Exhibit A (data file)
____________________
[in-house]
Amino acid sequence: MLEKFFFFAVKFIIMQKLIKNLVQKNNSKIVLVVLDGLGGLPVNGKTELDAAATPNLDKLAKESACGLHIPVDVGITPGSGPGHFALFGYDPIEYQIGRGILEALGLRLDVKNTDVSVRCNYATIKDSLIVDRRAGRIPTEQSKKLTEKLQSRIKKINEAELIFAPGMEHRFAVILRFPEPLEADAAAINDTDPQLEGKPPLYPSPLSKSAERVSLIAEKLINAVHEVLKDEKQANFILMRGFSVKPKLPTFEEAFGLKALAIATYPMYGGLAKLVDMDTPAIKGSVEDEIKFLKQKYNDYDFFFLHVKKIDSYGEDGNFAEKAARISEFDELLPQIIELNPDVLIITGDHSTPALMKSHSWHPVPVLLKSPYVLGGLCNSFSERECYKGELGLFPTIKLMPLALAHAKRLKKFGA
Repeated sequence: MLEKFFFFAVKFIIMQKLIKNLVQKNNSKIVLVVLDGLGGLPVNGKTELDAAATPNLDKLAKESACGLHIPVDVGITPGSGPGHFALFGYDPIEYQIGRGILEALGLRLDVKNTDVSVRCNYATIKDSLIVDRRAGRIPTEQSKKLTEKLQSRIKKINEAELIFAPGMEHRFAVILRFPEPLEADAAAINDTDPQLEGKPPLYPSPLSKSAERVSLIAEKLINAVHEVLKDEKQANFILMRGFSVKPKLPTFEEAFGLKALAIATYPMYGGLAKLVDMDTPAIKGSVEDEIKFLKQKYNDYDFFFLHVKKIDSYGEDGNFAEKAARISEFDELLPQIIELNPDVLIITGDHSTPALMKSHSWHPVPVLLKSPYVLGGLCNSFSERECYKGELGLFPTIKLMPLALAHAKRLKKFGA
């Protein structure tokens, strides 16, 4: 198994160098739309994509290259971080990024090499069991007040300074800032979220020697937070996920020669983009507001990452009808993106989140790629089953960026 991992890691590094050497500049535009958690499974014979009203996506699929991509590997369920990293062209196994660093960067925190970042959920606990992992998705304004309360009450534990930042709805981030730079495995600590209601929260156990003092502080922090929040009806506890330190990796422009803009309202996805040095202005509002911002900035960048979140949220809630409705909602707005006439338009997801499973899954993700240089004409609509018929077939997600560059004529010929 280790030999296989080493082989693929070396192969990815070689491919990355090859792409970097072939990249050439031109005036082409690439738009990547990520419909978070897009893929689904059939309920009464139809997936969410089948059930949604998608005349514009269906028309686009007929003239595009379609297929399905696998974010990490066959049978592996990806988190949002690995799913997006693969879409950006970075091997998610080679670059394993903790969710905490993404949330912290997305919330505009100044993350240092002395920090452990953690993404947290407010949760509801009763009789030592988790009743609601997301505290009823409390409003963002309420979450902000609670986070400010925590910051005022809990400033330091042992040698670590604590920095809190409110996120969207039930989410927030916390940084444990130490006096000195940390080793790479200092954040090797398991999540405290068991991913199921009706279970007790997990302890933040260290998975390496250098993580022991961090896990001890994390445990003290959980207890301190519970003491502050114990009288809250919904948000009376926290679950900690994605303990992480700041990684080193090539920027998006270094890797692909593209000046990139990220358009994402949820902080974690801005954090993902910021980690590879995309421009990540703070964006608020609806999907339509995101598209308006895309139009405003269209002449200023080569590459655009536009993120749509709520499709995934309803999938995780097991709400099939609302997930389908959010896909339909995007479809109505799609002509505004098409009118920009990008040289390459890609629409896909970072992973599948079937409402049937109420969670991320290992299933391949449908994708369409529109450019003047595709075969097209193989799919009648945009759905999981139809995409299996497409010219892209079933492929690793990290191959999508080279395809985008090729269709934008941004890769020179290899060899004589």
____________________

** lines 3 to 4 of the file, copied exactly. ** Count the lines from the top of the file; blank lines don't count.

Repeated sequence: MLEKFFFFAVKFIIMQKLIKNLVQKNNSKIVLVVLDGLGGLPVNGKTELDAAATPNLDKLAKESACGLHIPVDVGITPGSGPGHFALFGYDPIEYQIGRGILEALGLRLDVKNTDVSVRCNYATIKDSLIVDRRAGRIPTEQSKKLTEKLQSRIKKINEAELIFAPGMEHRFAVILRFPEPLEADAAAINDTDPQLEGKPPLYPSPLSKSAERVSLIAEKLINAVHEVLKDEKQANFILMRGFSVKPKLPTFEEAFGLKALAIATYPMYGGLAKLVDMDTPAIKGSVEDEIKFLKQKYNDYDFFFLHVKKIDSYGEDGNFAEKAARISEFDELLPQIIELNPDVLIITGDHSTPALMKSHSWHPVPVLLKSPYVLGGLCNSFSERECYKGELGLFPTIKLMPLALAHAKRLKKFGA
């Protein structure tokens, strides 16, 4: 198994160098739309994509290259971080990024090499069991007040300074800032979220020697937070996920020669983009507001990452009808993106989140790629089953960026 991992890691590094050497500049535009958690499974014979009203996506699929991509590997369920990293062209196994660093960067925190970042959920606990992992998705304004309360009450534990930042709805981030730079495995600590209601929260156990003092502080922090929040009806506890330190990796422009803009309202996805040095202005509002911002900035960048979140949220809630409705909602707005006439338009997801499973899954993700240089004409609509018929077939997600560059004529010929 280790030999296989080493082989693929070396192969990815070689491919990355090859792409970097072939990249050439031109005036082409690439738009990547990520419909978070897009893929689904059939309920009464139809997936969410089948059930949604998608005349514009269906028309686009007929003239595009379609297929399905696998974010990490066959049978592996990806988190949002690995799913997006693969879409950006970075091997998610080679670059394993903790969710905490993404949330912290997305919330505009100044993350240092002395920090452990953690993404947290407010949760509801009763009789030592988790009743609601997301505290009823409390409003963002309420979450902000609670986070400010925590910051005022809990400033330091042992040698670590604590920095809190409110996120969207039930989410927030916390940084444990130490006096000195940390080793790479200092954040090797398991999540405290068991991913199921009706279970007790997990302890933040260290998975390496250098993580022991961090896990001890994390445990003290959980207890301190519970003491502050114990009288809250919904948000009376926290679950900690994605303990992480700041990684080193090539920027998006270094890797692909593209000046990139990220358009994402949820902080974690801005954090993902910021980690590879995309421009990540703070964006608020609806999907339509995101598209308006895309139009405003269209002449200023080569590459655009536009993120749509709520499709995934309803999938995780097991709400099939609302997930389908959010896909339909995007479809109505799609002509505004098409009118920009990008040289390459890609629409896909970072992973599948079937409402049937109420969670991320290992299933391949449908994708369409529109450019003047595709075969097209193989799919009648945009759905999981139809995409299996497409010219892209079933492929690793990290191959999508080279395809985008090729269709934008941004890769020179290899060899004589």